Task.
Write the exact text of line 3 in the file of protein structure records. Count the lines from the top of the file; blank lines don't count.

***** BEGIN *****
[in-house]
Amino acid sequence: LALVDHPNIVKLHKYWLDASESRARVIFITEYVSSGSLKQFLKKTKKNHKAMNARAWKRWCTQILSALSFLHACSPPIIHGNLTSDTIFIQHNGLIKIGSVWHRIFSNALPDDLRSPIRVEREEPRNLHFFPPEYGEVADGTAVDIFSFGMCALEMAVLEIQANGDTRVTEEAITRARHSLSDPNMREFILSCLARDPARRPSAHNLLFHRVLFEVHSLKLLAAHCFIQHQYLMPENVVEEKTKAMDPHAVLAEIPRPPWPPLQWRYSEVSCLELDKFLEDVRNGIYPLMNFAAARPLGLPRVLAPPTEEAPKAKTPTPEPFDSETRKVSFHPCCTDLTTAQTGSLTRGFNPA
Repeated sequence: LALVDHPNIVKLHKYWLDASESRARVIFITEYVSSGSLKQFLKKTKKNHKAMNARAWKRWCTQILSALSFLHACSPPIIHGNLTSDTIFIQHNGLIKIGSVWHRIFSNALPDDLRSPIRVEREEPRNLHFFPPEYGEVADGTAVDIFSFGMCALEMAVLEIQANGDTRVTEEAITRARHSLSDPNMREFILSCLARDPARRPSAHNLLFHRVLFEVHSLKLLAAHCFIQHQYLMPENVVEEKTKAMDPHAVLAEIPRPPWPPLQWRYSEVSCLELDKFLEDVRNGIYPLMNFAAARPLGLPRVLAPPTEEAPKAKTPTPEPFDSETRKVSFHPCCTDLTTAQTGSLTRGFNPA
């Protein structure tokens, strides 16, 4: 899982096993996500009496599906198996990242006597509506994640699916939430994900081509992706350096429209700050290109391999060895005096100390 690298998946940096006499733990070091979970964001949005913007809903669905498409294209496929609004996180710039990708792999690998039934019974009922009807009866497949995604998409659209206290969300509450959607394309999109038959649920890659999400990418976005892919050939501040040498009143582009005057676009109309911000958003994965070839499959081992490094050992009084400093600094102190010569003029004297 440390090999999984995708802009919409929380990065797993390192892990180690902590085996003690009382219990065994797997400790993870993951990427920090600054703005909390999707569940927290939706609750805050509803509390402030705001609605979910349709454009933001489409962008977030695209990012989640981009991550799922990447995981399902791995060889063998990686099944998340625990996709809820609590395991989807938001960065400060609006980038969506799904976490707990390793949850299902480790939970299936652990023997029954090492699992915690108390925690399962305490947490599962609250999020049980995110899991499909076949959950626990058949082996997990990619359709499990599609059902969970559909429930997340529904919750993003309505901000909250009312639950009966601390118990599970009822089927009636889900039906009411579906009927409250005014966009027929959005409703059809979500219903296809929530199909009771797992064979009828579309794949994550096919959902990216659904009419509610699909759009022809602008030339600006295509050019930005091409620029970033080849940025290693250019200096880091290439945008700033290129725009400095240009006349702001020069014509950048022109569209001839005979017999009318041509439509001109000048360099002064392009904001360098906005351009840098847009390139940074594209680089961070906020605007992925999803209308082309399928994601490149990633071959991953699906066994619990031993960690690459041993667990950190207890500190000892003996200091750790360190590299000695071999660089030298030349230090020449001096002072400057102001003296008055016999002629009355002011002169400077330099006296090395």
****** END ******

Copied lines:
Repeated sequence: LALVDHPNIVKLHKYWLDASESRARVIFITEYVSSGSLKQFLKKTKKNHKAMNARAWKRWCTQILSALSFLHACSPPIIHGNLTSDTIFIQHNGLIKIGSVWHRIFSNALPDDLRSPIRVEREEPRNLHFFPPEYGEVADGTAVDIFSFGMCALEMAVLEIQANGDTRVTEEAITRARHSLSDPNMREFILSCLARDPARRPSAHNLLFHRVLFEVHSLKLLAAHCFIQHQYLMPENVVEEKTKAMDPHAVLAEIPRPPWPPLQWRYSEVSCLELDKFLEDVRNGIYPLMNFAAARPLGLPRVLAPPTEEAPKAKTPTPEPFDSETRKVSFHPCCTDLTTAQTGSLTRGFNPA